Biofeedback: How using your body’s symptoms can help you conquer digestion, skin, & energy challenges

How using your body’s symptoms can help you conquer health challenges with digestion, skin, energy, etc

What is biofeedback?

feedback from your body that can be used to make decisions and actions for optimizing your health (physical, emotional, etc).

I’ve observed that a primary source of biofeedback comes from what we eat and that our diets can be a major tool to address health related issues–if not the primary tool.

This article’s goal is to help you understand and use the concept of biofeedback to build a diet–inputs like food, supplements, etc–based on your bio-individuality.

In some cases when you or others are asked by your doctors “how you are feeling?” You sometimes give PHYSICAL symptoms or may share that something “doesn’t feel right?” Those physical symptoms or the sense that something is off is biofeedback.

My understanding comes from personal skin challenges connected to my diet (shared below) and nutrition insights from a personal trainer named Alexander Cortes. I’ve used a few of his paid workout programs and dietary and fitness books to physically transform myself.

Results from following some of Alexander’s fitness and weight lifting advice

Example: How I conquered skin Issues with biofeedback

To make things more concrete, I’ll share how I used biofeedback to overcome a dreadful six months of skin issues during my final college year in 2015–2016.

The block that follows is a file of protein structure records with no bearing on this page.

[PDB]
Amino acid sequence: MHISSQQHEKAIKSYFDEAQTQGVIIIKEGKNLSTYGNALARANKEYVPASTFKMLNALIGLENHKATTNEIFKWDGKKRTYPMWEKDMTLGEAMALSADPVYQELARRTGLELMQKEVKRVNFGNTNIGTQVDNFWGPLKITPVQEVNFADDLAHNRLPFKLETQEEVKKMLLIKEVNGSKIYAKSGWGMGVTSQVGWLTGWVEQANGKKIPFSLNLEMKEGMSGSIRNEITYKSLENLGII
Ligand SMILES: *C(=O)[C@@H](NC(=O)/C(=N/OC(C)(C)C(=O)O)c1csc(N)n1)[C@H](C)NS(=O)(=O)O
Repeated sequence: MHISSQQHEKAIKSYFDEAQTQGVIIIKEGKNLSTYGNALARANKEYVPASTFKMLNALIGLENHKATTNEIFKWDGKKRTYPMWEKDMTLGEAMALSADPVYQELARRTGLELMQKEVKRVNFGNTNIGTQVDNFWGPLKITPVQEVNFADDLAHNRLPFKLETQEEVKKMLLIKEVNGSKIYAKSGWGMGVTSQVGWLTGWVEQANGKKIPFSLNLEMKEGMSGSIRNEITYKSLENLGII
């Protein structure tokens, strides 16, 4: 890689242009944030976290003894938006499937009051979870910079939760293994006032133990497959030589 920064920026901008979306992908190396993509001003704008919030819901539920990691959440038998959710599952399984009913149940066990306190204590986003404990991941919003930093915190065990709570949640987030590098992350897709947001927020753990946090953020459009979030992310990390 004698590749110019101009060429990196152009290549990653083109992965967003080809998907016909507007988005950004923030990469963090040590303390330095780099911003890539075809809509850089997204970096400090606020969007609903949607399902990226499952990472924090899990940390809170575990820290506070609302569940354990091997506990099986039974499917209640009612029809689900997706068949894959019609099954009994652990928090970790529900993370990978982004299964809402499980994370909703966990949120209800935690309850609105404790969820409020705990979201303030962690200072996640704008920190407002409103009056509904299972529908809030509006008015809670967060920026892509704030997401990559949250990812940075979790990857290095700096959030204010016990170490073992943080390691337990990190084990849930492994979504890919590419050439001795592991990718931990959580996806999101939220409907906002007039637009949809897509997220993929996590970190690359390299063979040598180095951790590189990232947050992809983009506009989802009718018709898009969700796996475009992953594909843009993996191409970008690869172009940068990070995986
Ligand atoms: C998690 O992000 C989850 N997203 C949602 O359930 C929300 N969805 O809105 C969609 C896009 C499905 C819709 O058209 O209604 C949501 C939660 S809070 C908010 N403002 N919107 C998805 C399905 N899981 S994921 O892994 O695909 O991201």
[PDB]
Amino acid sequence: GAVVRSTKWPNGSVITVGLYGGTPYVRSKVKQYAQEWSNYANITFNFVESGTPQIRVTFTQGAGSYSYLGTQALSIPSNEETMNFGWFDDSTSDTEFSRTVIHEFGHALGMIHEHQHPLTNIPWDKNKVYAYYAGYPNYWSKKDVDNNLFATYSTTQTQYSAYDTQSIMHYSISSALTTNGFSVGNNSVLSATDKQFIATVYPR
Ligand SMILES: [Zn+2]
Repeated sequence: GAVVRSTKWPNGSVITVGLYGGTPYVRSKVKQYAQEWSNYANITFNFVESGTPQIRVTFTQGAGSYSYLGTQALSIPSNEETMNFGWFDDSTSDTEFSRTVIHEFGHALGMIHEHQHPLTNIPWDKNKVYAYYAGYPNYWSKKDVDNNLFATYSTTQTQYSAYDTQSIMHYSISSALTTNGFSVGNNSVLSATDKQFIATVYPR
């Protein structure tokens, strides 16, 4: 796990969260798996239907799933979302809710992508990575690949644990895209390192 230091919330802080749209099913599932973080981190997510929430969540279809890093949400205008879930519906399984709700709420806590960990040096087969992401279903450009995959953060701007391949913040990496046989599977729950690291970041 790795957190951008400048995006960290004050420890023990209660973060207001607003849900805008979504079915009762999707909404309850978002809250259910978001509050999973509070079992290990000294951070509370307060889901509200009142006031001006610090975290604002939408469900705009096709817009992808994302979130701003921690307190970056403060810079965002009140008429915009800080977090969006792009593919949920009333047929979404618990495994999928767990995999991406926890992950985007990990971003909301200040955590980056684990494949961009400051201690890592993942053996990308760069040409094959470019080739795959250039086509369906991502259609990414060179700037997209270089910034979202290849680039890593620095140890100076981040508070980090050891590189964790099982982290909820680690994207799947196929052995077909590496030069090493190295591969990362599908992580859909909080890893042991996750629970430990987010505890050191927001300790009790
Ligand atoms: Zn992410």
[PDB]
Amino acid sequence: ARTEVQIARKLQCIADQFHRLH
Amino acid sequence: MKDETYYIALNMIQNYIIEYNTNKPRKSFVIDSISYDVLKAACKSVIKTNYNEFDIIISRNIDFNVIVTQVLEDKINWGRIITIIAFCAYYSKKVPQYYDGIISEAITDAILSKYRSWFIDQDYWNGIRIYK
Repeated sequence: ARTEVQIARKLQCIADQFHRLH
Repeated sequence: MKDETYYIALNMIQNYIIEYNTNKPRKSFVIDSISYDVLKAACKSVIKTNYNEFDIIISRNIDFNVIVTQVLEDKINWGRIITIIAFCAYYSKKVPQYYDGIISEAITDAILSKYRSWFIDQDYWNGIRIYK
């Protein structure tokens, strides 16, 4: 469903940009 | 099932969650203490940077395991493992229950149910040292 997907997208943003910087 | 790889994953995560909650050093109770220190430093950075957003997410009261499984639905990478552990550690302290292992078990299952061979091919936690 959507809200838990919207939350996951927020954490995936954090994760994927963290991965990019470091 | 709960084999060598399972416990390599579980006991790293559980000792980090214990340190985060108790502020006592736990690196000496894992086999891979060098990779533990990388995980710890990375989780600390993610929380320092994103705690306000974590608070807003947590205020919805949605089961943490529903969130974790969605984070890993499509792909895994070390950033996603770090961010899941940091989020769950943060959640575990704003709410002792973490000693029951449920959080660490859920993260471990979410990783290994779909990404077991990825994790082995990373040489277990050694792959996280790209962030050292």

I love to eat and went on a feeding frenzy my senior year of college. I ate a majority of my weekly meals at restaurants and started experiencing strange symptoms a couple weeks into the semester. After eating breakfast, lunch, or dinner in the past, I’d usually experience nothing; I might feel a little full but my day would carry on. All of a sudden that changed to the point where after most meals, my cheeks and the temple area of my face would get super itchy and minutes after this itchy sensation I’d feel and see several small flesh-colored bumps emerge in those areas. This went on for weeks and rather than see my diet as the culprit I blamed my skin care routine. I spent over $100 dollars in facial creams, moisturizers, and facial soaps trying to fix the itchiness problem but nothing worked so I eventually challenged the belief that my skincare caused the issues and asked myself: “The flare-ups typically happen after I eat right? Could what I’m eating be the problem?” To settle this question I found and read materials that explained the connection between diet and skin. I read The Clear Skin Diet, Annihilate Acne Guide, Clear for Life, and many blog posts. I created and implemented a diet of allowable foods and supplements from these resources immediately. My diet consisted of chicken wings, broccoli, cauliflower, sweet potato, and the occasional steak. My roommate joked that I no longer “enjoyed life” but since I felt I was suffering prior to this new diet I didn’t care.